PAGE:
The evolution of aesthetic: History, chance, and intent
By Paul Handford and Paul Eric Smith
From 1991 Boston University Morris Conference
For better or worse, Thames Valley International (T.V.I.) has developed a distinctive dance style since its origins in London, Ontario, circa 1981. This conference provides an opportunity for some reflection on the question: whence this style? whence the distinctiveness? The origin and maintenance of group characteristics is an historical question and, quintessentially, an evolutionary (Footnote 1) one, so it is interesting to inquire whether a theoretical framework from evolutionary biology can provide useful insight into this particular cultural phenomenon.
An explanation of the characteristics of any biological population is comprehensively provided by three factors: 1. the constraints of history- the particular genetic heritage of the population, reflecting antecedent circumstances- the set of the stage at time zero, so to speak, and, thereafter the influence of 2. chance contingent events, and 3. deterministic processes, prominently natural selection, acting upon the variation shown by the population. It seems at least plausible to seek an explanation of a team’s realized dance aesthetic in corresponding factors, namely: 1. its “cultural baggage”, inherited from the past; 2. unpredicted and unsought influences; and 3. the (reasonably close) cultural analogue of natural selection, aesthetic intent. How do these categories of determination translate into the morris microcosm of T.V.I., and what is their relative importance?
1. History. Thames Valley sprang directly out of the early team members’ experience with Forest City Morris (F.C.M.), the progenitor of all things morrissy in London. This history has been provided elsewhere (P.H., American Morris Newsletter, Summer 1988) and so reference here will be brief. The relevant factors seem to be: a) T.V.I. began with a full team of dancers experienced both in a diversity of morris “traditions”, and in elements of team dynamics and politics; b) they had left F.C.M. primarily in reaction against the “eclectic approach” to repertoire. In this sense, the initial membership was not just serendipity: to an extent they were a self-selected group, already of one mind, to some degree; c) they began with a corresponding explicit commitment to striving for “something more.” In addition, one of us , at least, inherited from the past two important aesthetic images- icons, if you like: first, a recollection, from F.C.M.’s first Marlboro visit, of Binghamton’s camp-site show dance, 1978 (was it Bucknell Queen’s Delight?): the corners almost parachuting into the middle of the set, seemingly from great heights. Second, a collection of images and ideas gleaned from Tony Barrand’s 1979 workshop with F.C.M. in Fieldtown style. We feel that this particular historical element has been of profound importance to the team, and this conference is an opportune moment to offer, once again, our appreciation to Tony for immensely valuable inspiration, both then and through the years since.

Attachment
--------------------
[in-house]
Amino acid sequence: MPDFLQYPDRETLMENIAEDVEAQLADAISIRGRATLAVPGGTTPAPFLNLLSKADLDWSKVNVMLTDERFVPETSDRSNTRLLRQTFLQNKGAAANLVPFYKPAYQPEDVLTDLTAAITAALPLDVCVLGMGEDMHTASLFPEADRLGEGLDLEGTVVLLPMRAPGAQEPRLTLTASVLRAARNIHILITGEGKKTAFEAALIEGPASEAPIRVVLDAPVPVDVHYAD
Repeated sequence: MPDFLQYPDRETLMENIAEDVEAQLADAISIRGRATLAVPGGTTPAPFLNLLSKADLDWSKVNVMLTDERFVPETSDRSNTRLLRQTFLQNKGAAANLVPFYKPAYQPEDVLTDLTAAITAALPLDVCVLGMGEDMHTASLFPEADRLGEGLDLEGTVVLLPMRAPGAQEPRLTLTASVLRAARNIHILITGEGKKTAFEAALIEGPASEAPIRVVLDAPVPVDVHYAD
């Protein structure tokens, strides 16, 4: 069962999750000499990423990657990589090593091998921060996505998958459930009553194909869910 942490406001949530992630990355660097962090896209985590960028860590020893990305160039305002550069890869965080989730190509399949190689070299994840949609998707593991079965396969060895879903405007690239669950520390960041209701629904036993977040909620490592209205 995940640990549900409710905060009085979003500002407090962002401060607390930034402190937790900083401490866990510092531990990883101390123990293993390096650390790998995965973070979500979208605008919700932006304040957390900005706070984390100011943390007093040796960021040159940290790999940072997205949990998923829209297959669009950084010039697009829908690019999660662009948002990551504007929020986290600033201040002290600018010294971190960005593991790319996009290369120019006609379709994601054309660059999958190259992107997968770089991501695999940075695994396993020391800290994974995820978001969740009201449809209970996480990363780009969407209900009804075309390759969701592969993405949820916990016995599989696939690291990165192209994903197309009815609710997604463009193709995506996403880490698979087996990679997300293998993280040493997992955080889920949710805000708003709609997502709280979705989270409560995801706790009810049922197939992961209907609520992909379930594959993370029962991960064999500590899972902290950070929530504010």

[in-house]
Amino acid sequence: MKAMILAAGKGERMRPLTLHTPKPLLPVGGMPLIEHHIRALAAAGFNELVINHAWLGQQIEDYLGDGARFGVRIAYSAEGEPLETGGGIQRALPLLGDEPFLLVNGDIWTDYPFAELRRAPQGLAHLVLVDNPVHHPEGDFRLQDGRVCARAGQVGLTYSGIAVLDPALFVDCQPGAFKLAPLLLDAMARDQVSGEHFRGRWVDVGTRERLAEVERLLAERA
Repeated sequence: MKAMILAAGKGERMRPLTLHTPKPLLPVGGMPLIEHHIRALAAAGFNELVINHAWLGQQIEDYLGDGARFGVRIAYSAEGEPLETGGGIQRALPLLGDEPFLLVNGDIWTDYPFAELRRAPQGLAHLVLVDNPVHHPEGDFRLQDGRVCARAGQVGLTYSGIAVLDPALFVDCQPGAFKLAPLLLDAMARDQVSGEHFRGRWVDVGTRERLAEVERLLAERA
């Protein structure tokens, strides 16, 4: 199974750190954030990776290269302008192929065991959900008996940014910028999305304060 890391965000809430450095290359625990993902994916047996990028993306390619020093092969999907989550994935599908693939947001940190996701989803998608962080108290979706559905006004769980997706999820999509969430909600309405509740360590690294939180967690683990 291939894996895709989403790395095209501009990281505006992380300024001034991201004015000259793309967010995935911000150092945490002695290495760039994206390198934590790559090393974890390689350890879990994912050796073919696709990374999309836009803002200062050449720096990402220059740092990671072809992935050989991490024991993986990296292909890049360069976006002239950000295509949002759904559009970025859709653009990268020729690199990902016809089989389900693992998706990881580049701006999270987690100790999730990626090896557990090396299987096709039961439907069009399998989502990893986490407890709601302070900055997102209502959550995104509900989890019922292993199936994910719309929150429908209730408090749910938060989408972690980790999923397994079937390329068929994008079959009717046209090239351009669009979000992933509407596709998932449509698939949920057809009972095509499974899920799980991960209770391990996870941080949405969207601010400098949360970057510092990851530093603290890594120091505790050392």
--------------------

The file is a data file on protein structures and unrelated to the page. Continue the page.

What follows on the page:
So history gave us an experienced and committed start-up team, who knew what morris was, and suspected what it could be, and who wanted to work hard on developing a single tradition, Fieldtown, untrammeled by the temptations of all those “great dances” from other traditions, and inspired by specific aesthetic images. Altogether, this historical package can be seen as containing some very important elements. In fact, we regard them all as crucial to the particular path that T.V.I. followed, at least in its first 5 years or so.
But do historical contexts constrain futures? There are evolutionary biologists who maintain, for example, that we and the other mammals would have risen to our current global prominence regardless of the demise of the dinosaurs some 65 million years ago (Footnote 2), while others insist that without that extinction, triggered by the earth’s fateful encounter with comets, mammals would still be living on dinosaur table scraps. In similar vein, we might here suggest that none of our historical antecedents were indispensable to the outcome in the long run. Perhaps, given enough time, limbs and motor skills, any specific history could have been overwritten by clear intent, firmly and judiciously applied. It is amusing to speculate on this sort of question, but we may say with confidence that our particular inheritance at the very least facilitated the gratifyingly rapid development of a rewarding sense of achievement, which helped vindicate past efforts and was very important in inspiring continuing hard work, and in maintaining momentum.